The primary issues: Wordy Structure, Fractured Logic, Awkward Flow, Weak
I've listed below an actual paragraph from a novel one of my clients is writing. I've changed the names of the characters to protect further the confidence of my client and his/her piece. I've placed the problem text in bold red font.
In March, she gave us another assignment, and once again I was compelled to include something about my former friend and idol. Different stages of my life, with different outcomes that affected me—the only question was with which piece to include her.
In March, another assignment—different stages of my life, with different outcomes that affected me—again compelled me to include something about my former friend and idol. The only question was where to include her.
ISSUE #1: REMEMBER ONE OF OUR HIGH COMMANDMENTS: MAKE EVERY WORD COUNT
You don’t see it here, but the previous paragraph speaks of the assignments a teacher is giving throughout a course. Thus, the author needn't tell us that "she gave us" another assignment. We know where the assignment came from.
ISSUE #2: PASSIVE VOICE (VIA WEAK "STATE-OF-BEING" VERB)
My alternative eliminates the weak state-of-being verb used in the Passive Voice construction, "I was compelled." Remember our watchwords: KEEP IT STRONG AND DIRECT.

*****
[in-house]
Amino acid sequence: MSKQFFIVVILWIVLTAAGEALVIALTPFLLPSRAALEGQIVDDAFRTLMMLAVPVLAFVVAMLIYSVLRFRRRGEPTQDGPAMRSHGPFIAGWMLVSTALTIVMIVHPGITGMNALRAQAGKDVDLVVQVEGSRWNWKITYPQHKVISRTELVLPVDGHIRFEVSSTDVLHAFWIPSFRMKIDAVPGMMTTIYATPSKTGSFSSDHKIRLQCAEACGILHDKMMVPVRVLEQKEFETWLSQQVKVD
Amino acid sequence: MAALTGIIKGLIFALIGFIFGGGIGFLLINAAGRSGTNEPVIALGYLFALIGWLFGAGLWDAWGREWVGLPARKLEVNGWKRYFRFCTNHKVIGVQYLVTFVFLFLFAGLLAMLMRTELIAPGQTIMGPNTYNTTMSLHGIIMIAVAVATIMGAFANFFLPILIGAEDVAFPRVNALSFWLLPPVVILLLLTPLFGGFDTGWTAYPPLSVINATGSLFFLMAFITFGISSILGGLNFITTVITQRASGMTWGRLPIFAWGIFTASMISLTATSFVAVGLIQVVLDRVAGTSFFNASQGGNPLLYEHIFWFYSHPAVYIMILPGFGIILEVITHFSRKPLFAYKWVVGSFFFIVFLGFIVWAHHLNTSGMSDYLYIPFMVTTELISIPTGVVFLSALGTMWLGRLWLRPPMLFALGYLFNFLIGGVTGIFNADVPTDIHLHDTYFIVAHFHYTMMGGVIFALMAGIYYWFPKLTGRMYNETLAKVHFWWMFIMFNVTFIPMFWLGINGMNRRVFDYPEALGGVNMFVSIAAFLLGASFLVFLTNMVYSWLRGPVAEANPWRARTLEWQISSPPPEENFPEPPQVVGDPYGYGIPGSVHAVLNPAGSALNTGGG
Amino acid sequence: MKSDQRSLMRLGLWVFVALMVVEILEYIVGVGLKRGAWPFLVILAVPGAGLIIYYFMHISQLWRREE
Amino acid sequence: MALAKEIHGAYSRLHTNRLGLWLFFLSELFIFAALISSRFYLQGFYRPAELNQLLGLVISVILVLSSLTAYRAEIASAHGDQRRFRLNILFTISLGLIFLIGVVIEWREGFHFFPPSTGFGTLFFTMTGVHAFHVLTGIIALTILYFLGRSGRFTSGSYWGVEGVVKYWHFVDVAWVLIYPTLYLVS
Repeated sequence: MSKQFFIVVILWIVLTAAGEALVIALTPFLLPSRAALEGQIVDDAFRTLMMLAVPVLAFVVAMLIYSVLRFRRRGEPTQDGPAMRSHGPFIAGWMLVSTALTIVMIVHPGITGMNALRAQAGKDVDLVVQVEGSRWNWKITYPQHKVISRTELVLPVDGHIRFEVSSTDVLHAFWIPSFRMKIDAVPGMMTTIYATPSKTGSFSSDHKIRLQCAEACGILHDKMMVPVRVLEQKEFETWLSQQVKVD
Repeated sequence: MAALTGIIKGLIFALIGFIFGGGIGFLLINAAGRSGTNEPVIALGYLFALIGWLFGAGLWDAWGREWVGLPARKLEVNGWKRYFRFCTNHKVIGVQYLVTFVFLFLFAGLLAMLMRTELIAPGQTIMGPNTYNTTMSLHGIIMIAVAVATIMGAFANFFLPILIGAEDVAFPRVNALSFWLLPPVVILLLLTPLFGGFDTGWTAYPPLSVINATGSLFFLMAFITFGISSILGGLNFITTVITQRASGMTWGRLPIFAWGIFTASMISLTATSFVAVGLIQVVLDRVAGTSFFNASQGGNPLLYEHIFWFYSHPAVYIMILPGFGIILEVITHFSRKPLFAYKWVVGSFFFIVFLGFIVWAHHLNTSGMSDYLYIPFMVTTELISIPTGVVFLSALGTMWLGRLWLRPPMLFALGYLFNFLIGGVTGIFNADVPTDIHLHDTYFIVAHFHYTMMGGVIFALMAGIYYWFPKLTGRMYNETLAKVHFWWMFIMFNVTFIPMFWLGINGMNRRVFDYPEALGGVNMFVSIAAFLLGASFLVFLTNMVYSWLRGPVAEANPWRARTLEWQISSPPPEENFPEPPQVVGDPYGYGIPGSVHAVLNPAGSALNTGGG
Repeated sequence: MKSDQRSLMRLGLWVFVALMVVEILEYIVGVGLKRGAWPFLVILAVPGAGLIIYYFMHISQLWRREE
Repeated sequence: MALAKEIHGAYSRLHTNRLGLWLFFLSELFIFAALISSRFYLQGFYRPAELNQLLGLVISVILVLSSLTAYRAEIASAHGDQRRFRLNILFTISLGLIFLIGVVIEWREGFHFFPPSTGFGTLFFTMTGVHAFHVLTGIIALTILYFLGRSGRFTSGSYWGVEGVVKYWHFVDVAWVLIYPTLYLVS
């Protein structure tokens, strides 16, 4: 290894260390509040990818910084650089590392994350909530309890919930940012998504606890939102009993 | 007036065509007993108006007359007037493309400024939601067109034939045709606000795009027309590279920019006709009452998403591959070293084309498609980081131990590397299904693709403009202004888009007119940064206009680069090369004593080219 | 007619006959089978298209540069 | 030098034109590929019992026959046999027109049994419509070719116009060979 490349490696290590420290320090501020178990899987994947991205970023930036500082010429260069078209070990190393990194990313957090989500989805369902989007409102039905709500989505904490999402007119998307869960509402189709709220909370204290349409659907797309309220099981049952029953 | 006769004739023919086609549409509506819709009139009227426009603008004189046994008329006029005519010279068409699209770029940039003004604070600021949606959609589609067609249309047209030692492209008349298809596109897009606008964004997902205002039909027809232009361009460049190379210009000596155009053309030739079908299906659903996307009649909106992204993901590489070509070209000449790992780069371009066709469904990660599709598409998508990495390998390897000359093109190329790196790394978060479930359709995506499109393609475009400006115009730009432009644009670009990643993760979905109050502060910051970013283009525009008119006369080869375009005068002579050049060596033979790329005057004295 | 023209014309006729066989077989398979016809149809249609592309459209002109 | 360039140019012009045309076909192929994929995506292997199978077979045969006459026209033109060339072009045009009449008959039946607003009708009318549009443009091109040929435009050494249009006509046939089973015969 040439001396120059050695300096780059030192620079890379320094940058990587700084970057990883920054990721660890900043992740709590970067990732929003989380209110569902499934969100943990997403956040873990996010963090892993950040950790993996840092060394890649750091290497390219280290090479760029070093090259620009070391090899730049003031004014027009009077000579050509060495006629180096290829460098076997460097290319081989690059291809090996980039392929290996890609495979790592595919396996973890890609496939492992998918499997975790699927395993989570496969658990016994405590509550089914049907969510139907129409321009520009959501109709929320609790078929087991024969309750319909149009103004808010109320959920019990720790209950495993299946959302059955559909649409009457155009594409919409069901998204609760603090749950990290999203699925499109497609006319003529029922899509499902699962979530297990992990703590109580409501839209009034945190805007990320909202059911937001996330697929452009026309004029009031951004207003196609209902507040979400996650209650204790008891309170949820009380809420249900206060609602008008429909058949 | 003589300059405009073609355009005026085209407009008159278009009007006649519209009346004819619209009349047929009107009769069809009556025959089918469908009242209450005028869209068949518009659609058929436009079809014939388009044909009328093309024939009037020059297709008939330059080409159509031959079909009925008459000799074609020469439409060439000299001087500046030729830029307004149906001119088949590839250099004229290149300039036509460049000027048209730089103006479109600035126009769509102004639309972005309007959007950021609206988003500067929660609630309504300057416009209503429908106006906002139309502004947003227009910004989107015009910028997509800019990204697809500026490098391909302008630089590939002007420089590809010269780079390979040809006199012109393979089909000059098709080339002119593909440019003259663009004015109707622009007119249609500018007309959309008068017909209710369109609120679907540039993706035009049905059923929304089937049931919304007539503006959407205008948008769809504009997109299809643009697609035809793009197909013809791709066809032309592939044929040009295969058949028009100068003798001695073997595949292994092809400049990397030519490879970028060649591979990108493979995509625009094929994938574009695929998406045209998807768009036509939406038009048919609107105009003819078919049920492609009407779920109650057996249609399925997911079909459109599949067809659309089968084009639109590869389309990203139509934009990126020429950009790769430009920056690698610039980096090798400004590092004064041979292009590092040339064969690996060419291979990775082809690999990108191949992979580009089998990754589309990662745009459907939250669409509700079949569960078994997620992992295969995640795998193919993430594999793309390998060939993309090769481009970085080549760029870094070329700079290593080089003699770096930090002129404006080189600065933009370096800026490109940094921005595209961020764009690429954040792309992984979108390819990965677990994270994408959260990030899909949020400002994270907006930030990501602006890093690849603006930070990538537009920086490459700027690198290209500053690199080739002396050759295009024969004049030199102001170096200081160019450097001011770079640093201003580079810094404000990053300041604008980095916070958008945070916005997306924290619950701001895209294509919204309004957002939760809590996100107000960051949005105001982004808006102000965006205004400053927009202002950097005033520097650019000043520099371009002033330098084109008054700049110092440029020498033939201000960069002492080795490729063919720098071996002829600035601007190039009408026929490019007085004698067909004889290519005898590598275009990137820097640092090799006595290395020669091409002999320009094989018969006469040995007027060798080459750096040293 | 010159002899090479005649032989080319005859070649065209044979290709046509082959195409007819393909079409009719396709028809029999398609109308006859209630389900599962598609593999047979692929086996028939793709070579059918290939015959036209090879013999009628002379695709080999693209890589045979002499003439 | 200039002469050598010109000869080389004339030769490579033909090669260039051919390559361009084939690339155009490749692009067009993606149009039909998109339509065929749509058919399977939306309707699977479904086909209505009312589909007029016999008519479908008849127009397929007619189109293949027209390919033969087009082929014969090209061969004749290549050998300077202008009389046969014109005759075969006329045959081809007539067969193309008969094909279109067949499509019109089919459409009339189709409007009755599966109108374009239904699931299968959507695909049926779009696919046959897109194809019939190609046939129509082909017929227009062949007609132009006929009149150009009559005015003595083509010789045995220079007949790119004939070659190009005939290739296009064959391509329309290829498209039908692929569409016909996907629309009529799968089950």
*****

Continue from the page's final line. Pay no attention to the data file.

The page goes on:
ISSUE #3: FRACTURED LOGIC
The author should have placed the two pieces of the assignment—"different stages of my life, with different outcomes that affected me"—precisely where she speaks of that assignment. By placing them later, she forces the reader to go back and make sense of them. Even if the reader only has to skip back a couple of lines, it's a problem.
ISSUE #4: AWKWARD PHRASING
The final segment was, while technically proper, awkward—just doesn’t roll off the tongue. Sometimes—many times—it’s best to keep things simple. Note that I left the weak state-of-being verb in place, which I'm loathe to do. I did so because… well, sometimes it's best to keep things simple. Like all "rules" of writing, this is not a 100%-er. I could have rephrased the segment, stretched myself a bit, but simple works here.
'Til next time, and as always, remember:
To write well, you must work hard. To succeed in this tough gig, you mustn't be lazy.